The skull itself, probably the strangest gemstone in the world, weighs some 11 lbs., 7 oz (5.19kg), stands 5 ¼ inches high, and is carved out of a single quartz crystal. Mitchell-Hedges often referred to it as the "Skull of Doom." The separate jaw looks like it might have been wired to move, perhaps giving it the ability to appear to be speaking. Mitchell-Hedges theorized the skull was used as an oracle, the jaw operated by remote control as a voice came from a hidden speaker tube. It isn't hard to picture the priest of some ancient religion dazzling his followers with such a display.

Though, there is much lore about the skull, most of it seems to have come from Mitchell-Hedges imagination, instead of actual history or scientific investigation. He once wrote:

Skull of Doom is made of pure rock crystal and according to scientists, it must have taken over 150 years, generation after generation working all the days of their lives, patiently rubbing down with sand an immense block of rock crystal until finally the perfect Skull emerged. It is at least 3,600 years old and according to legend was used by the High Priest of the Maya when performing esoteric rites. It is said that when he willed death with the help of the skull, death invariably followed. It has been described as the embodiment of all evil.

The above quote is from Mitchell-Hedges book Danger is My Ally, but it is unclear where Mitchell-Hedges got the information. The actual history of both the Mitchell-Hedges skull and the British skull probably has less to do with generations of Aztec workers patiently rubbing them with sand, however, and more to do with a Frenchman named Eugene Boban.

The Boban Connection

Boban, a gentleman of dubious reputation, lived in the 19th century and seems to be associated with the appearance of both skulls as well as with a third skull now at the Musee de l'Homme in Paris. Boban operated a business in Mexico for some years that traded in artifacts. Apparently it was Boban that sold the British skull to Tiffany's. Instead of obtaining the skulls in Mexico, however, it is thought he got them from Germany where they were carved during the 19th century. During that period large amounts of Brazilian quartz crystal were imported and shaped there.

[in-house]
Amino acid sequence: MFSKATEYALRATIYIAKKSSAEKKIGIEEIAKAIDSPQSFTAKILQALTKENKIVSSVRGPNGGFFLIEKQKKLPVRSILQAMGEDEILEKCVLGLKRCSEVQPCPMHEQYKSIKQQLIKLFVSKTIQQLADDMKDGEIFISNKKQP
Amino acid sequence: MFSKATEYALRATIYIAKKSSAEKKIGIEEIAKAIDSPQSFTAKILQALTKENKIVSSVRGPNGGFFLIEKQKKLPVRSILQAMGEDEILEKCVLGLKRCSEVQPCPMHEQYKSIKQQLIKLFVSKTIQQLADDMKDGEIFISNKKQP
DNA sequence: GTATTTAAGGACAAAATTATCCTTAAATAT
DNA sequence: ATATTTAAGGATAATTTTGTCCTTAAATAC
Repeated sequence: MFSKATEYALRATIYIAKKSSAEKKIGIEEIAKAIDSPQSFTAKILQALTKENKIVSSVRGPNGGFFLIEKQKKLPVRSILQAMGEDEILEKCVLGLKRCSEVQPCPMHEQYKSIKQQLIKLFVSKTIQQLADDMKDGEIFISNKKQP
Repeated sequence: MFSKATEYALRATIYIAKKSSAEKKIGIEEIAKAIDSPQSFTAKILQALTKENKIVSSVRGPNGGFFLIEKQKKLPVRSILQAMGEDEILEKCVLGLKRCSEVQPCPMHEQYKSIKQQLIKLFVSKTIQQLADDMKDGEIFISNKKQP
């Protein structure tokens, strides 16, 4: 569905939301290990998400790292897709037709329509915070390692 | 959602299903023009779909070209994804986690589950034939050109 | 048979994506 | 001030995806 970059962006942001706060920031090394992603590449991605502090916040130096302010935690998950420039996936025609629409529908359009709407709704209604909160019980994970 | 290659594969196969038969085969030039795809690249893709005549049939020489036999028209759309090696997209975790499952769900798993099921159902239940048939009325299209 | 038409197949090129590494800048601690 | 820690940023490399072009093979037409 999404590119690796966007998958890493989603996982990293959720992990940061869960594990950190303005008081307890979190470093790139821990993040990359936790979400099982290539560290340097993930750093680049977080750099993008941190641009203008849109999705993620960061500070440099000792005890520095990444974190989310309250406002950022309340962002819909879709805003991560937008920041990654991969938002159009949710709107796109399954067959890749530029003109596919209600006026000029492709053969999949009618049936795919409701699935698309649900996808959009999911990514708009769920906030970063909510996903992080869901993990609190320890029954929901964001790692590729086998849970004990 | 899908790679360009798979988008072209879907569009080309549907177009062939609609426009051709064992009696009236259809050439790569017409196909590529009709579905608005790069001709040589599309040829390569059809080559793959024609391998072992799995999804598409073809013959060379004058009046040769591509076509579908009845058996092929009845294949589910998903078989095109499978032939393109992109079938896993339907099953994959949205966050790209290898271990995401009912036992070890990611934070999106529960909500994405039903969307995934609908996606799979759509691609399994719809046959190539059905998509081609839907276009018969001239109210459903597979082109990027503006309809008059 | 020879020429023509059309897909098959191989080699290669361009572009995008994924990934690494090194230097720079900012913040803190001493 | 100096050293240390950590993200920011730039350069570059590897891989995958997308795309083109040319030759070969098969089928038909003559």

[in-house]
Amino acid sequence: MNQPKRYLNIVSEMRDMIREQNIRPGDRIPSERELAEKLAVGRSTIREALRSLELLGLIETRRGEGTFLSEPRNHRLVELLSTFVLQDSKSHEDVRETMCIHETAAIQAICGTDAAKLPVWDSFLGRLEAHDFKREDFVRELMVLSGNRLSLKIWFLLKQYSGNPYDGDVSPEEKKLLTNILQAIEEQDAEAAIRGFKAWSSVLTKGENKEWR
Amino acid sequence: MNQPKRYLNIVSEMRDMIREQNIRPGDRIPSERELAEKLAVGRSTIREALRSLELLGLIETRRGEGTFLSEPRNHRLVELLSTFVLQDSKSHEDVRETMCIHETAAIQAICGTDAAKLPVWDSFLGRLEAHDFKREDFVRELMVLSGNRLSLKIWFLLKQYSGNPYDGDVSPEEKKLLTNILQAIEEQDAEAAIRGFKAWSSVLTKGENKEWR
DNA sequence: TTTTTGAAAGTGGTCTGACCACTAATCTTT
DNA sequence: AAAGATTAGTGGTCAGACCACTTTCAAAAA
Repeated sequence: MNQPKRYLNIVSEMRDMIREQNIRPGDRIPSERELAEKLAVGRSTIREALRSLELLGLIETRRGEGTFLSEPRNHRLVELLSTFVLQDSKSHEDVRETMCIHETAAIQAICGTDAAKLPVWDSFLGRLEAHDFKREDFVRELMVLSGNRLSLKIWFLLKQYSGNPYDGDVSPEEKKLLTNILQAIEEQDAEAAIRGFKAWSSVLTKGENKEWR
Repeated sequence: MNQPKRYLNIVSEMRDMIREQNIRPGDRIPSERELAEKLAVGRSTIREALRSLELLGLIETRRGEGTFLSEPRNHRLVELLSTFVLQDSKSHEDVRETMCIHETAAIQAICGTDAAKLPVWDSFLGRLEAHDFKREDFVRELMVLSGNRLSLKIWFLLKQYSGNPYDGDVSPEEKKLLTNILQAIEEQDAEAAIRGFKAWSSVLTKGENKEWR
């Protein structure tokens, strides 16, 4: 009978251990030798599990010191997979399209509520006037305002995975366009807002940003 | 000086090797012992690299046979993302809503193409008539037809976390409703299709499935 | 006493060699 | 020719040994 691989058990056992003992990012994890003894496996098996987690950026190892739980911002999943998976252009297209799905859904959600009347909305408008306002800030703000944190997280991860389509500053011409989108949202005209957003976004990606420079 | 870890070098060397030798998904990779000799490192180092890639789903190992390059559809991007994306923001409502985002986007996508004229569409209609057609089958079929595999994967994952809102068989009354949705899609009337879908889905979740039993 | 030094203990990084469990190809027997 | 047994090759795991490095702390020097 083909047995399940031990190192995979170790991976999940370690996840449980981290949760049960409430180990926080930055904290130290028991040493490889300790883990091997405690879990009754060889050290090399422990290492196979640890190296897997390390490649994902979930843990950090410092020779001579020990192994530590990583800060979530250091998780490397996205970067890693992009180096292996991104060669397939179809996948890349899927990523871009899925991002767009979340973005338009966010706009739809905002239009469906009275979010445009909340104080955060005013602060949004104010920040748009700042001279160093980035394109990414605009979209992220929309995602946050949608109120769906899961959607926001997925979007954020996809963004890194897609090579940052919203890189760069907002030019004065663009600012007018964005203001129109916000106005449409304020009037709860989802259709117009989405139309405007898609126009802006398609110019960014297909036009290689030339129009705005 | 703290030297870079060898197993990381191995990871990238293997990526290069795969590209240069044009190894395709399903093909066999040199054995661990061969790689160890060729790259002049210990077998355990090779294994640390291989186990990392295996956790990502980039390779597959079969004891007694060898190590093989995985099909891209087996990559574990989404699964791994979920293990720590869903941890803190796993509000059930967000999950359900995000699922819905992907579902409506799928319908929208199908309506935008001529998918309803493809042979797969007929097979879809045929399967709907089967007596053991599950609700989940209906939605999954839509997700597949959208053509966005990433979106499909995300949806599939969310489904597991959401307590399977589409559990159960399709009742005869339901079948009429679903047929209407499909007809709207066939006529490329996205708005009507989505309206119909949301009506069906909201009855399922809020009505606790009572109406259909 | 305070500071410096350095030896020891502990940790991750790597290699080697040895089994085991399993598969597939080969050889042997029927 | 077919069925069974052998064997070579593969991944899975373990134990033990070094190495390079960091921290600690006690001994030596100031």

There is certainly evidence that supports the idea that both the skulls came from the same source. One scientist, Dr. G. M. Morant, got to examine what is thought to be the Mitchell-Hedges skull (then in Burney's hands) and the British skull together in 1936. He noted the skulls were very similar in many anatomical details. It was his theory that the one in the British Museum might be a slightly rougher copy of the Mitchell-Hedges skull.

Despite their suspicions neither Morant, nor later Freestone, has been able to definitely establish a time or place where either of these skulls were created. So, many people continue to attribute them with ancient origins and remarkable powers. Even if they lack paranormal capabilities, however, they remain fascinating oddities set in crystal stone.
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"Only a fool of a scientist would dismiss the evidence and reports in front of him and substitute his own beliefs in their place." - Paul Kurtz

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Re: The Mitchell-Hedges Skull

Postby mojo » Tue Oct 28, 2008 2:54 pm

Ahh...the crystal skulls. Much like the Ica stones i think.

http://en.wikipedia.org/wiki/Ica_stones